The sun has been out all day and its inviting warmth is a stark contrast to the dullness of the past days. I prefer the sunshine to the clouds and steel grey sky. I will be at The Park this afternoon and evening.
Today marks the birthdays of two important people, my great-grandmother, Mary Belle Jones Clary (20 December 1897 – 28 January 1969), mother of my maternal grandmother, Donna Clary Barmes, and my partner Richard “Rick” Frances Donson (20 December 1963 – 10 April 1990) on his 59th birthday.
Grandma Belle was a beautiful soul and though I was quite young when she died, I still have many fond memories of her. When Grandpa Garrett retired from farming in 1966, they moved into Elwood (Indiana) and lived on Ninth Street, a few blocks north of us. With my grandparents on the opposite corner of where I lived, I was quite lucky to be so near two generations of family. Grandma Belle was the daughter of Joel Monroe Jones and Anna Greenlee Jones, the wife of John William Garrett Clary, and the mother of Ronald Monroe Clary, Donna Mae Clary Barmes, and Joyce Ann Clary Riser.
Rick has been gone nearly thirty-three years and while life has continued without him, I do still miss him in different ways but manage to not dwell on it. For some reason, today feels especially lonely without him. Perhaps it is because his birthday ended the three months of us being the same age with me catching up with him the following September. This year’s birthday would have embarked on our being on the brink of entering our sixties.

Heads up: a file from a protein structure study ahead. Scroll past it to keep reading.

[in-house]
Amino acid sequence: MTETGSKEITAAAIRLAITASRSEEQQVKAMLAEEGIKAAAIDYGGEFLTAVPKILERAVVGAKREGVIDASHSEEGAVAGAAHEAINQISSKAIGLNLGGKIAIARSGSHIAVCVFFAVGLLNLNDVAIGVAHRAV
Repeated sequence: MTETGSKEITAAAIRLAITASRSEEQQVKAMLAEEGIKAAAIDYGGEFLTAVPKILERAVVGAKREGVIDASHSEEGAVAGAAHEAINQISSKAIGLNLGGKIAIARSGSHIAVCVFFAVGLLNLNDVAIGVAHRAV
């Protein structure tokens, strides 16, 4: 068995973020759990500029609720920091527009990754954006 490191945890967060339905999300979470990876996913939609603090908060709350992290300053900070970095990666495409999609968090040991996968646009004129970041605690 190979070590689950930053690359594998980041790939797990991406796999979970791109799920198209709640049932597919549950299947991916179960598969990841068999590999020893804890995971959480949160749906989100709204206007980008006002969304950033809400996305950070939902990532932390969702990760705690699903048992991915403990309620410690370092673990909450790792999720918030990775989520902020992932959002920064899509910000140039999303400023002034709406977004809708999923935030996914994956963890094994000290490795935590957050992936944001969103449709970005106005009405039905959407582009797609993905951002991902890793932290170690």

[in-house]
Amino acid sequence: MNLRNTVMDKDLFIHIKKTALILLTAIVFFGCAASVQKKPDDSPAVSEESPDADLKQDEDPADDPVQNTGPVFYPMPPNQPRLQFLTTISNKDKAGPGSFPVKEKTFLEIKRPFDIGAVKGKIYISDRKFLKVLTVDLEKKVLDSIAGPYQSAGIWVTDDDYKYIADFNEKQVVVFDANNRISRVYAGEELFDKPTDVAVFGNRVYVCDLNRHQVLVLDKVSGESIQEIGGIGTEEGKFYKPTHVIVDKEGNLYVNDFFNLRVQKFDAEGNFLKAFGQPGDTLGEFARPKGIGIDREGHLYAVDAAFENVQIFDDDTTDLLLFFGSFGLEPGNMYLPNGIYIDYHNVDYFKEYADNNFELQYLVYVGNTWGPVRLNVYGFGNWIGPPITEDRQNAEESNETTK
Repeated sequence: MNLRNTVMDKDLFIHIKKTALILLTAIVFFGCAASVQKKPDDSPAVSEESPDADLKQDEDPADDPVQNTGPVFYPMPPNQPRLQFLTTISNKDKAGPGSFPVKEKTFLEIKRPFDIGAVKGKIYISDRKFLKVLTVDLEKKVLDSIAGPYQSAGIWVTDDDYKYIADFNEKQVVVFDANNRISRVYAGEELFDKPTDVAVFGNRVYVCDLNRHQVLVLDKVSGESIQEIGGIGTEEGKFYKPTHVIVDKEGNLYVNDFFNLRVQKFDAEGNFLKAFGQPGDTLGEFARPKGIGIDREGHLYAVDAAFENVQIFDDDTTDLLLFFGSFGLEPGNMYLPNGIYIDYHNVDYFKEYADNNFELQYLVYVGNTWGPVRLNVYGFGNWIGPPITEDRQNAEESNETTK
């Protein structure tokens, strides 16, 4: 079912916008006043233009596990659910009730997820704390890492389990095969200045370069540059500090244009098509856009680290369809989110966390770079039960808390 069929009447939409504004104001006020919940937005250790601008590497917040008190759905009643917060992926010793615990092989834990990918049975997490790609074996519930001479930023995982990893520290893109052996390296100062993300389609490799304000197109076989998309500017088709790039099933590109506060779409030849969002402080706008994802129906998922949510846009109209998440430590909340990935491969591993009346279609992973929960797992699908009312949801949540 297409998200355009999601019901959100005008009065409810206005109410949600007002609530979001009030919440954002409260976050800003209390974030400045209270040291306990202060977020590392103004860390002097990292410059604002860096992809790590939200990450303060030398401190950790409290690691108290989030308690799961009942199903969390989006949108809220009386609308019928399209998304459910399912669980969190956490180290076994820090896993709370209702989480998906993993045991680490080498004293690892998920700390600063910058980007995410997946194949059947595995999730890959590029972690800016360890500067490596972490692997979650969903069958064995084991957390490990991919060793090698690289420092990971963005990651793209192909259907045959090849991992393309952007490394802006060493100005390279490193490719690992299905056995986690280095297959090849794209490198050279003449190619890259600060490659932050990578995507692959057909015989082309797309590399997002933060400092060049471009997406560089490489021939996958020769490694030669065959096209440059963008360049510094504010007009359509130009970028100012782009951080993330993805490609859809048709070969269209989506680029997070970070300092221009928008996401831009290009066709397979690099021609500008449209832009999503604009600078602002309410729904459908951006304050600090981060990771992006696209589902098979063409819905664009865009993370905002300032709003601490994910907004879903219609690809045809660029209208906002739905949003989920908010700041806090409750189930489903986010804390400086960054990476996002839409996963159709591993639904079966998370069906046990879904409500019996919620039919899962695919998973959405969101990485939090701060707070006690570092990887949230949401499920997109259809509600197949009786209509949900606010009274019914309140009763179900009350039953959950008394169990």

From Elizabeth Browning’s “A Woman’s Shortcomings”
Unless you can think, when the song is done,
No other is soft in the rhythm;
Unless you can feel, when left by One,
That all men else go with him;
Unless you can know, when unpraised by his breath,
That your beauty itself wants proving;
Unless you can swear “For life, for death!” –
Oh, fear to call it loving!
Unless you can muse in a crowd all day
On the absent face that fixed you;
Unless you can love, as the angels may,
With the breadth of heaven betwixt you;
Unless you can dream that his faith is fast,
Through behoving and unbehoving;
Unless you can die when the dream is past –
Oh, never call it loving!
Make it a great day…
PHOTOS: Grandma Belle & me, 1965; Rick & me at Smith-Wallbridge Drum-Major Camp, 1979.